Exotic Equipment ID
Microwave Weapon Rains Pain From the Sky
By David Hambling – 23 July, 2009, NewScientist.com
THE Pentagon’s enthusiasm for non-lethal crowd-control weapons appears to have stepped up a gear with its decision to develop a microwave pain-infliction system that can be fired from an aircraft.
[This weapon was used against a Free People, in their home from a hovering helicopter, during the LAPD’s sponsored “Military’s Urban Warfare Training” in Los Angeles in June.]
The device is an extension of its controversial Active Denial System, which uses microwaves to heat the surface of the skin, creating a painful sensation without burning that strongly motivates the target to flee. The ADS was unveiled in 2001, but it has not been deployed owing to legal issues and safety fears.
Nevertheless, the Pentagon’s Joint Non-Lethal Weapons Directorate (JNLWD) in Quantico, Virginia, has now called for it to be upgraded. The US air force, whose radar technology the ADS is based on, is increasing its annual funding of the system from $2 million to $10 million.
The transmitting antenna on the current system is 2 metres across, produces a single beam of similar width and is steered mechanically, making it cumbersome. At the heart of the new weapon will be a compact airborne antenna, which will be steered electronically and be capable of generating multiple beams, each of which can be aimed while on the move.
The ADS has been dogged by controversy. Jürgen Altmann, a physicist at Dortmund University in Germany, showed that the microwave beams can cause serious burns at levels not far above those required to repel people. This was verified when a US airman was hospitalised with second-degree burns during testing in April 2007.
The airborne version will not make it any less contentious. “Independent of the mode of production, with this size of antenna the beam will show variations of intensity with distance – not just a simple decrease – up to about 500 metres,” says Altmann. Shooting it on the move with any accuracy will be difficult, he adds.
Dave Law, head of the technology division of the JNLWD, says the new antenna will operate at the lowest possible effective power level and will have a sophisticated automated target-tracking system.
In a recent cost-benefit analysis, the US Government Accountability Office rated the ADS worst out of eight non-lethal weapons currently in development.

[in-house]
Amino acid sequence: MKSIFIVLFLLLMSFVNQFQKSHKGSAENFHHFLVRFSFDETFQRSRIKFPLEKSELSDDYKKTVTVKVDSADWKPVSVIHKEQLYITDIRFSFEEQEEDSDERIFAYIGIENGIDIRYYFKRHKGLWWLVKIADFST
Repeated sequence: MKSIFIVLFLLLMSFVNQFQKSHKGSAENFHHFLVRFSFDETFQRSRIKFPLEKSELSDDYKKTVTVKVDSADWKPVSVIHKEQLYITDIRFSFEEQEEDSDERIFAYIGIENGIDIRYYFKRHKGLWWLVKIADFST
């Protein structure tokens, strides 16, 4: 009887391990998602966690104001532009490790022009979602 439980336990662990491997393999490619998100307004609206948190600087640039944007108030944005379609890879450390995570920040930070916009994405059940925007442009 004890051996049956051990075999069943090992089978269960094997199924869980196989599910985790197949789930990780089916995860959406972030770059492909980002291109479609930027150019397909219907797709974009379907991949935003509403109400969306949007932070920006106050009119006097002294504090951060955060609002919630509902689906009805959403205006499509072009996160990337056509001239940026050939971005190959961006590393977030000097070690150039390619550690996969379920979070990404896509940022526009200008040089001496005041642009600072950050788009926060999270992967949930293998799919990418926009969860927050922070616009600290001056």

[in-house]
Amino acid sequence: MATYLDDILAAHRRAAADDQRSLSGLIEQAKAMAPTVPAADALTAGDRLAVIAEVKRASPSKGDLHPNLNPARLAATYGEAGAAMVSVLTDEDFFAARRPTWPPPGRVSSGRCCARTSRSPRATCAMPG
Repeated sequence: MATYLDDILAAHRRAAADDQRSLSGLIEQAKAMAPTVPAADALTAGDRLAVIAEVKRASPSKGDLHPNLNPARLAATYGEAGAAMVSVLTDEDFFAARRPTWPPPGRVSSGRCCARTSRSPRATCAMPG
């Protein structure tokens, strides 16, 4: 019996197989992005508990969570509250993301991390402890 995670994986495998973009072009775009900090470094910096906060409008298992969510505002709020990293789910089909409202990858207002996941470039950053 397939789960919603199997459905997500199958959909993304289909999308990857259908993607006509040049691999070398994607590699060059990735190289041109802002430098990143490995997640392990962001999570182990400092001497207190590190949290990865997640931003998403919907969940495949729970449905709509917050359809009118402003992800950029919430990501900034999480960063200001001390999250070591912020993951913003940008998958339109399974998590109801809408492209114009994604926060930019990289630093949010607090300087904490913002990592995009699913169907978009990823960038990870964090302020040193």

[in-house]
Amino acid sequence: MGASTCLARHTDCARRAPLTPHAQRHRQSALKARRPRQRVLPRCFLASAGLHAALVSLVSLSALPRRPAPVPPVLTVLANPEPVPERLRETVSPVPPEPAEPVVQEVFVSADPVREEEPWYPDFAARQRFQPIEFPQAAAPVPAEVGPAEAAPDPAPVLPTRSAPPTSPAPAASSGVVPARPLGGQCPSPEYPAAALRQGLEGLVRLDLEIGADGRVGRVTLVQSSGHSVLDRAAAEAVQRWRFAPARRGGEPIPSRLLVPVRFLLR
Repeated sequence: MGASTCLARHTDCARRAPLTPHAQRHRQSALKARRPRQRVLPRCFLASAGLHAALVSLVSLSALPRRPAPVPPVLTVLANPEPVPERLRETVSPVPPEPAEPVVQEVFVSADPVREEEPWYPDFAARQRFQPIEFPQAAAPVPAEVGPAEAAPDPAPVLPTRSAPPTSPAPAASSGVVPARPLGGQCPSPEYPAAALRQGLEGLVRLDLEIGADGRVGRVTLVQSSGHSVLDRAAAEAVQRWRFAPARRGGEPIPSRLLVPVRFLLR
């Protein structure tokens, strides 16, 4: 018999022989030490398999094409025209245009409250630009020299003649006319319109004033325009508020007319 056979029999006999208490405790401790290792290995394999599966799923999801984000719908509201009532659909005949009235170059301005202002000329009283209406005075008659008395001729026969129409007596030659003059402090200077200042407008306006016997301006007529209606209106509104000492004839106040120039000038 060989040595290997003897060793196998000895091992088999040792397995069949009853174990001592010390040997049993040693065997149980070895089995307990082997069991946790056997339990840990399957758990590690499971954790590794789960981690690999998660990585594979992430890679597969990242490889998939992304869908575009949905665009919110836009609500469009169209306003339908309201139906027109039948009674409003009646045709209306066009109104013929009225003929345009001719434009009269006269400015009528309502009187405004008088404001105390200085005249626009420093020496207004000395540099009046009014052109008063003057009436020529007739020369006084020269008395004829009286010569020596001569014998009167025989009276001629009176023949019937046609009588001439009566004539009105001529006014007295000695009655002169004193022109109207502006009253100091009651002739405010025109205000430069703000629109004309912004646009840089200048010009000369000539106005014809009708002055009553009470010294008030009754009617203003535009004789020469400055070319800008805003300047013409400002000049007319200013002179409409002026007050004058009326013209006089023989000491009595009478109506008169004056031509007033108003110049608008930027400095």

Air Force Drones: Are Fighter Pilots Obsolete? UAVs, Says Air Force, Could Fly Dangerous Missions, or Be Small as Bugs
By DAVID KERLEY
July 24, 2009
If you think drone aircraft are all the rage at the U.S. Air Force, just wait a few years. The men in the Pentagon who look into the future believe UAVs — Unmanned Aerial Vehicles, or pilotless planes — are the future.
Comparing today’s drones to the development of manned military flight, “we are in the 1920s,” said Lt. Gen. David Deptula. He spoke at a Defense Department briefing looking 30 years into the future.
UAV’s are already used, principally for reconnaissance, where they can fly high and steady. But Defense Department planners say they can foresee drones used as cargo planes, bombers or fighters.
Planners also say they imagine the development of nano-aircraft the size of bugs, which could be used to spy inside enemy buildings.
They expect to see jets that could fly at hypersonic speeds, far beyond the ability of even the hottest pilot to keep them under control.
And they painted a picture of multi-purpose unmanned planes, which could be fitted with “pods” up front for specific missions.
A drone can be remote-controlled, steered by a “pilot” on the ground at a U.S. base, far from danger. Or, eventually, they could be self-controlled, following a preset flight plan but changing it as conditions change during its mission. The Air Force says it has seen a more than 600 percent increase in demand for unmanned missions in the past decade.
“They are very important and very effective,” in targeting enemies, said Deptula. He said drones hit what they are aiming at 95 percent of the time.
30-Year ‘Flight Plan’
In the Pentagon’s Unmanned Aircraft Systems Flight Plan, which looks out to the year 2047, the sky is basically the limit, say the planners. They said they made their ideas public in order to attract interest from aerospace companies and university engineers, who are likely to come up with leading-edge innovations — but need to know what the Air Force, the CIA and other users think they will need in the future.
The plan also suggests what the Air Force calls a loyal wingman concept. In this scenario, a pilot in a conventional manned aircraft could fly to a target, followed by a dozen or more heavily armed drones. The pilot, after dropping the bombs or missiles on his own plane, could then assign his “loyal wingmen” to do the same. It would be highly efficient — an entire squadron, led by one pilot.
Future Flight: Hypersonic Fighter Jets, No Pilots
The Air Force is also experimenting to see how many drones one operator, back at a base, can control remotely at once. With a sufficiently advanced autopilot, a drone is unlikely to need full-time piloting.
There are obstacles to overcome. Right now drones are operating in airspace controlled by the U.S. or its allies — but they are far from being ready to tangle with enemy pilots. If they are flying in contested airspace, “they’ll start falling like rain,” said Gen. Deptula. So the Air Force will consider stealth and other technologies to protect the drones in hostile territory.
Deptula couldn’t suggest a ratio of manned to unmanned aircraft in the years to come, but he said it’s clear UAV’s are a big part of the future. As the No. 2 man in the Air Force, Gen. William Fraser, said, “We have embraced this technology.”